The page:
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can anyone tell me why we HAVE to use super in the 96 SLS's my buddy drives a '03 CTS and says its ok to use regular unleaded the computor will adjust to it. Is this true or should I stick with the premium grade and forget what he says?
Thanks in advance
 

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You could get away with using Regular according to what I've read. The computer will retard the ignition to handle the Regular fuel. You will loose some performance and possibly a few MPG's, so it's almost a toss up to me unless you do a lot of driving. I personally use Premium in my '97 Eldorado. The Northstar was re-engineered to use Regular a few years ago, but it was after your '96 was produced. There are a few trade off's, so you'll just have to make that decision. Hope this helps ...
 

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And don't forget, computer will adjust only if it senses knocking (and knocking sensor is pretty reliable). Otherwise, in most cases there not gonna be any difference.
 

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Let me simply say, the Bandit and oldgamer are correct. So is Iametarg, follow his advice and do a search. :horse:
 

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I use plain ol 87 octane regular gasoline, I am averging 23 MPG with a highway/city mix and it runs just fine. When I put 93 octane premium, I still get 23 MPG and I have no noticable increase in performance.
 

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I have a 99 SLS and I only use premium Mobil gas in it. The price difference really shouldn't be all that much when you figure out what you pay at the end. When I bought my Caddy, the dealer must have put in regular because it didn't run he same way as when I test drove it (it was close to "E" so I put premium in and let it run a while) so I had to change it over to premium, now it runs great. I suggest the premium since overall, it;s not that much of an increase in price after you're done pumping.
 

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If you don't search for the many threads already discussing this then at least read your owners manual:


"Fuel
Use premium unleaded gasoline rated at 91 octane or higher for best performance. You may use middle grade or regular unleaded gasolines, but your vehicle may not accelerate as well. It is recommended that the gasoline meet specifications which have been developed by the American
Automobile Manufacturers Association (AAMA) and endorsed by the Canadian Motor Vehicle Manufacturers Association for better vehicle performance and engine protection. Gasolines meeting the AAMA specification could provide improved driveability and emission control system performance compared to other gasolines. For more information, write to: American Automobile Manufacturer’s Association, 7430 Second Ave, Suite 300, Detroit MI 48202.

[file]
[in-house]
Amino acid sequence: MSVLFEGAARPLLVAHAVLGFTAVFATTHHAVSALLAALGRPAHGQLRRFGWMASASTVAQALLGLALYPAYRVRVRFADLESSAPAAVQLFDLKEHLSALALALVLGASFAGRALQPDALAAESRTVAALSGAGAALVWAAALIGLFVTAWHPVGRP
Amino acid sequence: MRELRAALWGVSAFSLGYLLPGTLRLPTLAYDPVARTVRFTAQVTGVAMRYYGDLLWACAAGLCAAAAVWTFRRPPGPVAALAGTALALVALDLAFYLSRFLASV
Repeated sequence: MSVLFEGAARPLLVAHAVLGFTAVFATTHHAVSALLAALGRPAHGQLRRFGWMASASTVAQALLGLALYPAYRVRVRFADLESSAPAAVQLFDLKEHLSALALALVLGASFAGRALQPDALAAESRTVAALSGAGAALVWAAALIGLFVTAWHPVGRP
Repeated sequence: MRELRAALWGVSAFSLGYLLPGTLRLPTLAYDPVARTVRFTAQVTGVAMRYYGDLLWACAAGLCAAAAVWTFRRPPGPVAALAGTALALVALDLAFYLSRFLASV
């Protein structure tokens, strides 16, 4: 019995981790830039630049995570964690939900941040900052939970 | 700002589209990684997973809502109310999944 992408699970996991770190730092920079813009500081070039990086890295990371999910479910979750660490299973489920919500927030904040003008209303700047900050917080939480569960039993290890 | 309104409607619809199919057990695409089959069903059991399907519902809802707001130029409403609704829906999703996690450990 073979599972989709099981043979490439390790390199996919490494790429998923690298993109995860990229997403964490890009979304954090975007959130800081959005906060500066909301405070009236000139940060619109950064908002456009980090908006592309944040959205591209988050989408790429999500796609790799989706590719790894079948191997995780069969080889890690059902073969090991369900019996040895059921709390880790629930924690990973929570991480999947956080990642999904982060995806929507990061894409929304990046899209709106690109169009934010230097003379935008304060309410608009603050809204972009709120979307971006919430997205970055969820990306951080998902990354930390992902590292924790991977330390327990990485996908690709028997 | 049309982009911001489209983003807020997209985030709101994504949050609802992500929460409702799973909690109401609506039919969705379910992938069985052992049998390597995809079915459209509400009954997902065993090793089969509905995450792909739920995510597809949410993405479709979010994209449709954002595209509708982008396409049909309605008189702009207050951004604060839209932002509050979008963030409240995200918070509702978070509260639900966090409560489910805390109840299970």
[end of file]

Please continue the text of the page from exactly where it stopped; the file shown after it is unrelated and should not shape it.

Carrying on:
Be sure the posted octane for premium is at least 91 (at least 89 for middle grade and 87 for regular). If the octane is less than 87, you may get a heavy knocking noise when you drive. If it’s bad enough, it can damage
your engine.
If you’re using fuel rated at the recommended octane or higher and you hear heavy knocking, your engine needs service. But don’t worry if you hear a little pinging noise when you’re accelerating or driving up a hill. That’s normal, and you don’t have to buy a higher octane fuel to get rid of pinging. It’s the heavy, constant knock that means you have a problem."
 

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Its this simple theres a reason why super is reccomended for you car. Now do you wanna defy that ok look at it this way whats worth more:
1. Save like 10 to 20 cents per gallons and risk screwing up something inside your motor which could be very costly to fix
2. Bite the bullet pay the increase and get prolonged life outta your engine and its components.

Choice is yours but i dont feel like riskin it.
 

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CadillacETC1997 said:
Its this simple theres a reason why super is reccomended for you car. Now do you wanna defy that ok look at it this way whats worth more:
1. Save like 10 to 20 cents per gallons and risk screwing up something inside your motor which could be very costly to fix
2. Bite the bullet pay the increase and get prolonged life outta your engine and its components.
Choice is yours but i dont feel like riskin it.
The knock sensor is there to prevent the kind of damage you're talking about. If it detects spark knock, it retards the timing to avoid the damage. Knock goes away, and so does the potential for damage. There are lots of people on these forums who only use regular and have zero problems with it. There is no reason to dump the extra 20 cents a gallon into some rich oil executive's yacht fund. Those guys have enough money. The car will run fine on regular in most circumstances, so why not try it? When the tank is empty, put in $5 worth of regular. If you don't like the results, fill it up the rest of the way with premium. Don't take anybody's word for it. Try it yourself and you'll see that there is no reason to pay more for premium.